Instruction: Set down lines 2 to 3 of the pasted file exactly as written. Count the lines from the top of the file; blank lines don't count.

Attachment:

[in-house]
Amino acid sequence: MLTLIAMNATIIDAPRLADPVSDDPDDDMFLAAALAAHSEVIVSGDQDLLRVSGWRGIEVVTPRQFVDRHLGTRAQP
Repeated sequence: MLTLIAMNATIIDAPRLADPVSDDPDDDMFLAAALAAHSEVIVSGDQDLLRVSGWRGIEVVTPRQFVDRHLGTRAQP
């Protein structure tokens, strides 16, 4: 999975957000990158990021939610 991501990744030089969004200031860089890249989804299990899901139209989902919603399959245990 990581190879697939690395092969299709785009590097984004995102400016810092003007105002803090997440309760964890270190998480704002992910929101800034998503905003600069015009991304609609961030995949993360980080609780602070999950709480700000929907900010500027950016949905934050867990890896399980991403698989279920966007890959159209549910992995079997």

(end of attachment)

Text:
Amino acid sequence: MLTLIAMNATIIDAPRLADPVSDDPDDDMFLAAALAAHSEVIVSGDQDLLRVSGWRGIEVVTPRQFVDRHLGTRAQP
Repeated sequence: MLTLIAMNATIIDAPRLADPVSDDPDDDMFLAAALAAHSEVIVSGDQDLLRVSGWRGIEVVTPRQFVDRHLGTRAQP